Random Father's Day Thoughts

Father’s Day, like Mother’s Day and Valentine’s Day is a man-made holiday. A synthetic creation of our culture rather than an organic product of the Christian calendar.

Don’t get me wrong, I’m not against these observances. I’m for them. But they do have the effect of tainting anything done on them with a slight element of perceived obligation.

In other words, if on August 14th I spontaneously bring my wife flowers and a handwritten note expressing my devotion, she is likely to feel nothing but pure, crystalline appreciation and delight. She’ll think, “My goodness, my husband really cares about me.”  But that same gesture on February 14th, while being met with gratitude, will not have near the same impact.

Indeed, several days before Valentine’s Day each year, my bride usually starts saying things like, “Please don’t feel like you have to get me anything for Valentine’s Day.” And she means it. “Okay,” I say dutifully, while mentally trying to figure what I’m going to get her. After all, I’m not going to be THAT guy. You know. The guy who didn’t do anything for the wife he loves on Valentine’s Day.

Do you see what I mean? Even the most heartfelt expressions invariably pick up extra baggage in transit on these days. It’s unavoidable.

Of course, the answer isn’t to boycott the holiday. It’s to make sure we’re faithful to express love and gratitude on other days as well. It’s those random, surprising, spontaneous expressions that carry the pure power to bless.

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Today is my first Father’s Day since Dad went to Heaven back in September. Tomorrow is his birthday. He would have been 82. Father’s Day always fell within a day or two of his birthday which always resulted in combining the two observances for him.

Just this last week, Mom held a giant yard sale in which she sold much of Dad’s accumulated man-stuff. Actually, my sisters and brother-in-law organized the sale. Mom’s part was to agree to allow stuff to be sold (and to allow a bunch of stuff to be hauled to the landfill.)

My sisters went through a “junk room” and an attic in the old homestead that had 40+ years accumulation. They found quite a few treasures. Among them:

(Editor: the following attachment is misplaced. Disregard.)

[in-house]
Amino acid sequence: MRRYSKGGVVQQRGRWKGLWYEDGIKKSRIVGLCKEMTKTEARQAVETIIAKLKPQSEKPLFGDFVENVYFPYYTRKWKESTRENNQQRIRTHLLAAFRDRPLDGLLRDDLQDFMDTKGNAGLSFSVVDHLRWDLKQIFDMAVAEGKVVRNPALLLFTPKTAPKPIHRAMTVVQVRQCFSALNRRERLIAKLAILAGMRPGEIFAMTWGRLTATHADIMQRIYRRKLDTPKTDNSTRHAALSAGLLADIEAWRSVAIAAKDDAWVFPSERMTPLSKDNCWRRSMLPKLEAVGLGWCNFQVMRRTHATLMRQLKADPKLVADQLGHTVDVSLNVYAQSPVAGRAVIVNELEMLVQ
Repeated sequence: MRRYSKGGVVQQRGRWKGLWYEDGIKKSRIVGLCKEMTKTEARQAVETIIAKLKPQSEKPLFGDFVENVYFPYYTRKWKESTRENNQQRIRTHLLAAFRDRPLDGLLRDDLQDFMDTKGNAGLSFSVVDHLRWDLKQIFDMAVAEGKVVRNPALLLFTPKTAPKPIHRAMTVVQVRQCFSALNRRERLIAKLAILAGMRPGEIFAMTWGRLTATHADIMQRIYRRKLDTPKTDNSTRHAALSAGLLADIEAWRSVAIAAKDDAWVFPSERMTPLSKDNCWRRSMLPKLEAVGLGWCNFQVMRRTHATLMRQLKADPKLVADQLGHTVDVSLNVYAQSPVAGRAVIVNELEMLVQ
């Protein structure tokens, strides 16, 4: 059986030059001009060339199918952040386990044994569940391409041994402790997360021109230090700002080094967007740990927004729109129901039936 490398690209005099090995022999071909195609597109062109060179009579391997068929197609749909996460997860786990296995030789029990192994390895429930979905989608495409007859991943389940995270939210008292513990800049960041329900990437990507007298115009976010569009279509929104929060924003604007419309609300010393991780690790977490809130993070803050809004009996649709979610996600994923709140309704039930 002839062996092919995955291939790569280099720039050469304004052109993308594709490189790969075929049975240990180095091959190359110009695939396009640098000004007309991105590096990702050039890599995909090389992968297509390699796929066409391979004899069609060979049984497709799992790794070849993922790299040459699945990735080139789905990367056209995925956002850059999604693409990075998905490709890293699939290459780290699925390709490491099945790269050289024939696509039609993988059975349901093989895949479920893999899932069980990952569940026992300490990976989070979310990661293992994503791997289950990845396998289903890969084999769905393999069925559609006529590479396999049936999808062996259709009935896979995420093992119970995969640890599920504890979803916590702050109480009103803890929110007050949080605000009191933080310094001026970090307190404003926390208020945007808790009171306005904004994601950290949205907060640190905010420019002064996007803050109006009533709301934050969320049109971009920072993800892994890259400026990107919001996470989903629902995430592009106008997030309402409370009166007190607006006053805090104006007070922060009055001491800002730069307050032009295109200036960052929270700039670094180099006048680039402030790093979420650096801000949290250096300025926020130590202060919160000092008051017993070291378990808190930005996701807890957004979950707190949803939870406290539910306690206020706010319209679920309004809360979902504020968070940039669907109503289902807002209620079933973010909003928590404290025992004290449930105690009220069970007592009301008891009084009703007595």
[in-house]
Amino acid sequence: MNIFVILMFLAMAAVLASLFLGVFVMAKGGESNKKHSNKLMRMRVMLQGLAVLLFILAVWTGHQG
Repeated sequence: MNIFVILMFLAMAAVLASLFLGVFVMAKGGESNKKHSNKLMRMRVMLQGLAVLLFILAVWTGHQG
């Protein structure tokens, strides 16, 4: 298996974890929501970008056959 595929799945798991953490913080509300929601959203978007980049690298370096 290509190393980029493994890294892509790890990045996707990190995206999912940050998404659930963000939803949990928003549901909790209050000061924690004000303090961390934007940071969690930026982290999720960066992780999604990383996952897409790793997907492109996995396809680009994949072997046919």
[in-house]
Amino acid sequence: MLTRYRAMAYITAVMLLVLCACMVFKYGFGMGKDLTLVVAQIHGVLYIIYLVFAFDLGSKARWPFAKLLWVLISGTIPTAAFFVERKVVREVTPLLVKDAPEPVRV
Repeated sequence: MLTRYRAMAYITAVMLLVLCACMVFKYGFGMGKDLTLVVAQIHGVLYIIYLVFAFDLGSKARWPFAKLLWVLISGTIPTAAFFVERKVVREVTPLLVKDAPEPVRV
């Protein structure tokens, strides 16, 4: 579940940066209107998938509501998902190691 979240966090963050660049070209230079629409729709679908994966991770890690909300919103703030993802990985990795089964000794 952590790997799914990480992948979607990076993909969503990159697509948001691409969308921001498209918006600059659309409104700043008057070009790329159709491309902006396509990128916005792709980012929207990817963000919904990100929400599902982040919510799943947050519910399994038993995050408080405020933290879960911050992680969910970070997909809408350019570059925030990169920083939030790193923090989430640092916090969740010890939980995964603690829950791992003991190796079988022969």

• Five $25 U.S. savings bonds that had matured sometime back in the late ’70s.
  • A bank envelope with several hundred dollars in it.
  • The funeral service registry book from my grandfathers funeral (1968).
  • The “Conrad Birdie” costume I wore in Eastern Oklahoma State College’s production of Bye Bye Birdie (Spring 1978)
  • An orange vinyl ’60s Modern swivel chair from an ultra-mod dining set Mom bought back in 1968.
  • And this . . .

switch-n-go

My sister sent me this picture and at first I didn’t recognize the trucks as being mine. But then I looked at the bridge on the box and neurons deep in my memory cells started firing. I also have a memory of assembling the plastic tubing that comprised the “track” that the battery powered trucks ran on.

The date on the box is 1966. I would have been seven years old the year this showed up under the Christmas tree.

At another point in the excavation, they came across a pair of little spurs. These, actually:

spurI remember these well, even though they go back even farther into my childhood. I got them the same Christmas I received my first pair of cowboy boots. The one’s I’m wearing in this picture:

slides023

Yes, that’s me, second from the right rocking the white sweatshirt. ( I think it says “Bonanza.”) My little brother is wearing the footie jammies. If he’s two years old here, then I’m four.

By the way, those five $25 savings bonds that were sitting in box in our old house for the last 34 years? . . . Guess how much that $125 would have grown to today if it had been put in a compounding investment bearing an average of 10% per year.

About $3,200.

Enough to buy a very, very nice pair of cowboy boots. And maybe even some awesome spurs.

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Eight great movies about Fathers or Fatherhood:

Field of Dreams

The Natural

Father of the Bride

Big Fish

The Road to Perdition

Mr. Mom

My Life

Taken